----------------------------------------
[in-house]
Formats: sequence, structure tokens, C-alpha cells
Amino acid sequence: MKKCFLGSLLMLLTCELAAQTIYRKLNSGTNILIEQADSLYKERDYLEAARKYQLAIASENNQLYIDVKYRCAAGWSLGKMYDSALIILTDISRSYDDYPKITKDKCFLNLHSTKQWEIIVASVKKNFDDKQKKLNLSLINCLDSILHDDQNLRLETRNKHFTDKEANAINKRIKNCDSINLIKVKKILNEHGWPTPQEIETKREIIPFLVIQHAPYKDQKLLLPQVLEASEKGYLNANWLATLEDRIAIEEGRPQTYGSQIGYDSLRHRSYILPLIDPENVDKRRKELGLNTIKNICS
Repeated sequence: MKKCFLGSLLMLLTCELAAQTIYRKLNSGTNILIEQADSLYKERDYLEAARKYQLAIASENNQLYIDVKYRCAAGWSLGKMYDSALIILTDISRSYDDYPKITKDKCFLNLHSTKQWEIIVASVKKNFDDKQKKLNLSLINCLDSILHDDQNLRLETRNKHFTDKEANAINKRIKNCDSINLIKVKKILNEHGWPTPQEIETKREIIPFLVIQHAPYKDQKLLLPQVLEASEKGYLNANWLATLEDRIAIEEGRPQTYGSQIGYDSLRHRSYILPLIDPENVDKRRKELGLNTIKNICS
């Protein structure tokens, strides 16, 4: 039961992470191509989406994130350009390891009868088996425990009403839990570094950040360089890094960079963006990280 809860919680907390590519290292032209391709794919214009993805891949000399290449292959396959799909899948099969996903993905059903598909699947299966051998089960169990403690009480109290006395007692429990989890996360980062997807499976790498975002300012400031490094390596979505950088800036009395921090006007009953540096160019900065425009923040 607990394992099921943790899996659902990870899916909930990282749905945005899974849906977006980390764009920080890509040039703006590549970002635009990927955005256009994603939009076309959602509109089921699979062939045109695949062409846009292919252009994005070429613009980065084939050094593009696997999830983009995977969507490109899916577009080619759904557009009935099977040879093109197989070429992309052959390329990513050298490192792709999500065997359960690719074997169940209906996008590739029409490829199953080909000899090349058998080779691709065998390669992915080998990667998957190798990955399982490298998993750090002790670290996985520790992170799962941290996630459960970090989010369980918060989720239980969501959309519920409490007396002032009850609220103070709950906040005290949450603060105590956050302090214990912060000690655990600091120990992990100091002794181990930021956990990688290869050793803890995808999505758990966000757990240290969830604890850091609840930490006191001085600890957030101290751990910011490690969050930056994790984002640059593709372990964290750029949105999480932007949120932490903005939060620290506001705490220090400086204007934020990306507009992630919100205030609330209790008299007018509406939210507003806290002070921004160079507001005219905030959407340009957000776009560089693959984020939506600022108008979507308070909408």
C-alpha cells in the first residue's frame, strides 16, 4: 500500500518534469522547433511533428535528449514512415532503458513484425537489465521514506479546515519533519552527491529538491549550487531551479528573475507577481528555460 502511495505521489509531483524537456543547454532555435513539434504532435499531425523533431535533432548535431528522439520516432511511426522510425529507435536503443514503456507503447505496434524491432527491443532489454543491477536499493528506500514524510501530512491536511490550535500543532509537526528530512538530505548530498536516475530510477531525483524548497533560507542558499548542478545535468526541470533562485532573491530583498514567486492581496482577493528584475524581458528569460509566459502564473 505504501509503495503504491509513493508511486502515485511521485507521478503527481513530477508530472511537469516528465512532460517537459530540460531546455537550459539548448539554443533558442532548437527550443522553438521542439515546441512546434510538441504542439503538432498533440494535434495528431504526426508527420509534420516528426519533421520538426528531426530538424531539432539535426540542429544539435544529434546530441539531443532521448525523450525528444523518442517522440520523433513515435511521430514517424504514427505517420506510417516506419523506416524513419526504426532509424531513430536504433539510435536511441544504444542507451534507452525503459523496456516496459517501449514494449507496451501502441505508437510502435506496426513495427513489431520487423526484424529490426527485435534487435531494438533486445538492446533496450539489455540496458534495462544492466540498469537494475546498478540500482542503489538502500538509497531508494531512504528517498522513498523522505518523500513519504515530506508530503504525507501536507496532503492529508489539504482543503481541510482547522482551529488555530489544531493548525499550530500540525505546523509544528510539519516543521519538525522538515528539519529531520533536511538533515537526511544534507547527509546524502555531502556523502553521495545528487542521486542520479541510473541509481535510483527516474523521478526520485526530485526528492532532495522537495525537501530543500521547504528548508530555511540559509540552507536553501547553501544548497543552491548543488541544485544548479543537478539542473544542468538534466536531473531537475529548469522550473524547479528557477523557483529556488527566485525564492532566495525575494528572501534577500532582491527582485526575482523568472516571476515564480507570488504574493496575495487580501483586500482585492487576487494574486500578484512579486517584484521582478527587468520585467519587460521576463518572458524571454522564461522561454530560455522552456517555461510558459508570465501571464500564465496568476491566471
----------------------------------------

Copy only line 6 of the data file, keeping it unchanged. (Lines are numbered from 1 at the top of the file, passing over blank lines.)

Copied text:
C-alpha cells in the first residue's frame, strides 16, 4: 500500500518534469522547433511533428535528449514512415532503458513484425537489465521514506479546515519533519552527491529538491549550487531551479528573475507577481528555460 502511495505521489509531483524537456543547454532555435513539434504532435499531425523533431535533432548535431528522439520516432511511426522510425529507435536503443514503456507503447505496434524491432527491443532489454543491477536499493528506500514524510501530512491536511490550535500543532509537526528530512538530505548530498536516475530510477531525483524548497533560507542558499548542478545535468526541470533562485532573491530583498514567486492581496482577493528584475524581458528569460509566459502564473 505504501509503495503504491509513493508511486502515485511521485507521478503527481513530477508530472511537469516528465512532460517537459530540460531546455537550459539548448539554443533558442532548437527550443522553438521542439515546441512546434510538441504542439503538432498533440494535434495528431504526426508527420509534420516528426519533421520538426528531426530538424531539432539535426540542429544539435544529434546530441539531443532521448525523450525528444523518442517522440520523433513515435511521430514517424504514427505517420506510417516506419523506416524513419526504426532509424531513430536504433539510435536511441544504444542507451534507452525503459523496456516496459517501449514494449507496451501502441505508437510502435506496426513495427513489431520487423526484424529490426527485435534487435531494438533486445538492446533496450539489455540496458534495462544492466540498469537494475546498478540500482542503489538502500538509497531508494531512504528517498522513498523522505518523500513519504515530506508530503504525507501536507496532503492529508489539504482543503481541510482547522482551529488555530489544531493548525499550530500540525505546523509544528510539519516543521519538525522538515528539519529531520533536511538533515537526511544534507547527509546524502555531502556523502553521495545528487542521486542520479541510473541509481535510483527516474523521478526520485526530485526528492532532495522537495525537501530543500521547504528548508530555511540559509540552507536553501547553501544548497543552491548543488541544485544548479543537478539542473544542468538534466536531473531537475529548469522550473524547479528557477523557483529556488527566485525564492532566495525575494528572501534577500532582491527582485526575482523568472516571476515564480507570488504574493496575495487580501483586500482585492487576487494574486500578484512579486517584484521582478527587468520585467519587460521576463518572458524571454522564461522561454530560455522552456517555461510558459508570465501571464500564465496568476491566471